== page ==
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Graduate fellowship named for Joe Fahy, a newspaper reporter known as a champion of the poor and disenfranchised

Amanda Lamb with D. William Moreau Jr.
Amanda Lamb with D. William Moreau Jr. View print-quality imageJoe Fahy
Joe Fahy View print-quality image

Published:

October 25, 2012

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The Coalition for Homelessness Intervention and Prevention and the Indiana University School of Social Work have announced a graduate fellowship named for Joe Fahy, a former newspaper reporter in Indianapolis and Pittsburgh, planning director at CHIP and a champion of society’s voiceless and vulnerable.

The Joseph W. Fahy Graduate Fellowship carries a $5,000 stipend paid for by a gift from D. William Moreau Jr., board member and past chair of CHIP’s Board of Directors, and his wife, Ann. The student awarded the fellowship will work closely with CHIP’s paid staff and volunteers to implement the Blueprint to End Homelessness, the first comprehensive homelessness plan adopted by a large U.S. city. CHIP is a nonprofit organization leading the implementation of the plan that was created in 2002.

The first recipient of the fellowship is Amanda Lamb, a Master of Social Work student at the IU School of Social Work. Applicants for the fellowship were asked to submit a 1,200 word essay on the pursuance of the fellowship, a resume with three references, and an unedited writing sample, separate from the 1,200 word essay.

Fahy died at the age of 54 in 2008. Colleagues remember him as an earnest, thoughtful and soft-spoken newspaperman whose religious faith inspired his passion for aiding the poor and the powerless in society. Fahy treated everyone he encountered with uncommon courtesy, dignity and respect.

Stories of the aid he extended to people he met as a journalist abound. A former editor at The Indianapolis Star and The Indianapolis News tells aspiring young journalists about his coverage of a woman who was struggling to support herself financially: “Her job at McDonald’s required that she mop up when the restaurant closed,” said Nancy Comiskey, an instructor at the Indiana University School of Journalism. “One night when he knew she would be tired, Joe went over to help her. I won’t ever forget the image of the reporter who cared more about the person than ‘the source.’”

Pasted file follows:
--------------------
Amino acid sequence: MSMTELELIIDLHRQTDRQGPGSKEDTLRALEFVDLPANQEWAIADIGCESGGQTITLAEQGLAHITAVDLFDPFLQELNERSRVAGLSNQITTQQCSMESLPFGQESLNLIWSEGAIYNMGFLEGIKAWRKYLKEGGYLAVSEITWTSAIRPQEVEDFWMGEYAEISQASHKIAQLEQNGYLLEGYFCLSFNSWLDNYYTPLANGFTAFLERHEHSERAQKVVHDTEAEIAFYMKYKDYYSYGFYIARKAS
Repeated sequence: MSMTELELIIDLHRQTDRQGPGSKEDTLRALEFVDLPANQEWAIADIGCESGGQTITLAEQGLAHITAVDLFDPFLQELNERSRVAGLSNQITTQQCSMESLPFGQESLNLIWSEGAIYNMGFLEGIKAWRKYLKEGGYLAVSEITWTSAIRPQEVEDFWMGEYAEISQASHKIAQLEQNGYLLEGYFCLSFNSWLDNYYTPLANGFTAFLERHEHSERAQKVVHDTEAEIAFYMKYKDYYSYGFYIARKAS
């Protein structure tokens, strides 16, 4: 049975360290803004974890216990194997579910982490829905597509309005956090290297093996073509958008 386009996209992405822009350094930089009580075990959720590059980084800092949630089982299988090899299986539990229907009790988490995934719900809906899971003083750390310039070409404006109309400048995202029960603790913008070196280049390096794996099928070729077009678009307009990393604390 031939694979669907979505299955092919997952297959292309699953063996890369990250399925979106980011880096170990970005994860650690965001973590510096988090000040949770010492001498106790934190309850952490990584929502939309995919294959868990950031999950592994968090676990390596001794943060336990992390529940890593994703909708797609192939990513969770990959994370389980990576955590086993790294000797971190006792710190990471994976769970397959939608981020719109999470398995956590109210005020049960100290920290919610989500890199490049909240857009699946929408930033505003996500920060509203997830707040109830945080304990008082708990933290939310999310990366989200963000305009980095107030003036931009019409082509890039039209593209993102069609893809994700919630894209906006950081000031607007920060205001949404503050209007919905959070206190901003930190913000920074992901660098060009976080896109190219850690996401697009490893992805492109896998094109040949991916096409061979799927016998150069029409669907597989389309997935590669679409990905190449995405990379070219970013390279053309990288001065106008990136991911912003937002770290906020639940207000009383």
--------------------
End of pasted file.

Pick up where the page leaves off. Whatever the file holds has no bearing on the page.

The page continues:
Fahy channeled this care for others into a tenacious pursuit of accountability, whether skewering errant nursing home operators, incompetent bureaucrats or elected officials, many of them disarmed by his earnest smile and infectious laugh.

After leaving The Indianapolis Star, Fahy joined CHIP in 2000 as planning director. He became the principal researcher and author of the Blueprint to End Homelessness. The number of Indianapolis residents recorded to be homeless has been cut by half since adoption of the Blueprint.

“While the Blueprint belongs to the entire city of Indianapolis, it would not exist without Joe Fahy’s thorough research and clear-eyed writing,” said former Indianapolis Mayor Bart Peterson, whose administration spearheaded the local focus on homelessness issues. “When added to Joe’s remarkable body of work for The News and The Star, Joe has left an enduring legacy for all of us who call Indianapolis home.”